Throughout the week, Grand Haven High School’s Class of 2018 submitted post-secondary applications and started planning for their futures during the annual Applied Week.
At the beginning of the week, 30 percent of the school’s 12th-graders indicated they had a plan. By the end of the week, about 91 percent of the 410 GHHS seniors indicated they have a plan.
Last week, Spring Lake High School seniors participated in Applied Week.
Starting with their freshman year, the students are encouraged to begin thinking about the steps they need to take to reach their goal. One of the biggest things is to understand there are many options after high school, said GHHS Principal Tracy Wilson.
Earlier in the week, GHHS students listened to Roger Curtis, director of the Michigan Department of Talent and Economic Development, who shared that his plans have changed throughout his life.
Wilson said Curtis’ message is important for students to hear — although they might change their plans over the years, it doesn’t mean they have failed. Instead, it means they stayed true to their feelings, Wilson said.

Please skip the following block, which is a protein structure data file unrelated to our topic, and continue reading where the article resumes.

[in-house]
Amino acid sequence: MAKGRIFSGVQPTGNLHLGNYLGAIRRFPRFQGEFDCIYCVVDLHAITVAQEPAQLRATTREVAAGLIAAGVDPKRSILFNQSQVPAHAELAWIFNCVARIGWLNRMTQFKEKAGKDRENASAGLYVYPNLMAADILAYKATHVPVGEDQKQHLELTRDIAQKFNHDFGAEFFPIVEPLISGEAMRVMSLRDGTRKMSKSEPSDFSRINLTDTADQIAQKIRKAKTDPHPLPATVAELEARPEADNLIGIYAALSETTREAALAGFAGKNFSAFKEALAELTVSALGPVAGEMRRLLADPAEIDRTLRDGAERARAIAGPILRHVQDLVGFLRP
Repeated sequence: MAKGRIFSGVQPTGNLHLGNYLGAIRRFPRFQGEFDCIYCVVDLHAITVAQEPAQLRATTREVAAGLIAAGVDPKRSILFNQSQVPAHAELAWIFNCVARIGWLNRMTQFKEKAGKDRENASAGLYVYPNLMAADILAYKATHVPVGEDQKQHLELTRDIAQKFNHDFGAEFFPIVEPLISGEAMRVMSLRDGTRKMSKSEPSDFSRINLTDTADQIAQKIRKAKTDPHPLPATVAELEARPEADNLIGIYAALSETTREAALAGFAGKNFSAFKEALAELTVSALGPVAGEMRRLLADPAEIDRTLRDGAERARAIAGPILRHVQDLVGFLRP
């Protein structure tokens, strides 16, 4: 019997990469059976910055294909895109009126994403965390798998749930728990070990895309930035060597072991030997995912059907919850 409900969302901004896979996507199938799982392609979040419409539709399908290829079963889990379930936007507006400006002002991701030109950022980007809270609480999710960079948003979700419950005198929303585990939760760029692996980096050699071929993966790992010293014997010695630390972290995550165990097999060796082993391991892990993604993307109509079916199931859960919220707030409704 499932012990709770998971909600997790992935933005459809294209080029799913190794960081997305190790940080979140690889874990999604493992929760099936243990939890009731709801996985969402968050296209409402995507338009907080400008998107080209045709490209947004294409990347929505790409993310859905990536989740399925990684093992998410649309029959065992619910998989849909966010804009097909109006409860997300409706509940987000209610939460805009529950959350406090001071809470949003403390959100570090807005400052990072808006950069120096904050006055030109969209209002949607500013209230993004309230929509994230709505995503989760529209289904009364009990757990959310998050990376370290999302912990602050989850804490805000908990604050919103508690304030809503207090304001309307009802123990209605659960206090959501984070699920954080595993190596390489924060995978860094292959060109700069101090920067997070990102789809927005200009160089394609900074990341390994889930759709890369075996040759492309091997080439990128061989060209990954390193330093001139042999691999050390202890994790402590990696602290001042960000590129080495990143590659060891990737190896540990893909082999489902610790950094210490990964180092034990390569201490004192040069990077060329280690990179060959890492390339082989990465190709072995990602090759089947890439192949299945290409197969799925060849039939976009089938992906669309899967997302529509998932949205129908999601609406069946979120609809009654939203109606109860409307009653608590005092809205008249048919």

Earlier this week, many West Michigan businesses participated in Boomerang, which also gave students the chance to learn about local career options.
While finances are viewed as a barrier for post-secondary education for some students, another barrier not often considered is not knowing where to begin applying, said Jana Reenders of the Tri-Cities College Access Network. Throughout the week, the network spent time encouraging seniors that a plan can be anything from college, technical training, entering the workforce or enlisting in the military.
Reenders said it has been a “great week” at GHHS.
“I’m really impressed with this class,” she said.